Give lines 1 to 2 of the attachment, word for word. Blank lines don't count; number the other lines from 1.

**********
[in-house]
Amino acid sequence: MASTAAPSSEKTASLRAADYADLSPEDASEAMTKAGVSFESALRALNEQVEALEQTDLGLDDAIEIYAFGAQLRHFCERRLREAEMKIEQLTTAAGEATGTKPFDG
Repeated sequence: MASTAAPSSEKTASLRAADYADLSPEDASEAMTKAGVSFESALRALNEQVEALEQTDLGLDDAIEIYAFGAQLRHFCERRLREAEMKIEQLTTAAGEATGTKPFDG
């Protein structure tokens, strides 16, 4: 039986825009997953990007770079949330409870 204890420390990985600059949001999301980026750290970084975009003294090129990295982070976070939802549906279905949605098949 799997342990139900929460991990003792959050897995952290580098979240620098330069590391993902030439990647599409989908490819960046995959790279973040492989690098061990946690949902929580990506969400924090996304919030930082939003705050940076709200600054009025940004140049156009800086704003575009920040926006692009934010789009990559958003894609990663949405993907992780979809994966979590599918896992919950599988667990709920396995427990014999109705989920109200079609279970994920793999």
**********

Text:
[in-house]
Amino acid sequence: MASTAAPSSEKTASLRAADYADLSPEDASEAMTKAGVSFESALRALNEQVEALEQTDLGLDDAIEIYAFGAQLRHFCERRLREAEMKIEQLTTAAGEATGTKPFDG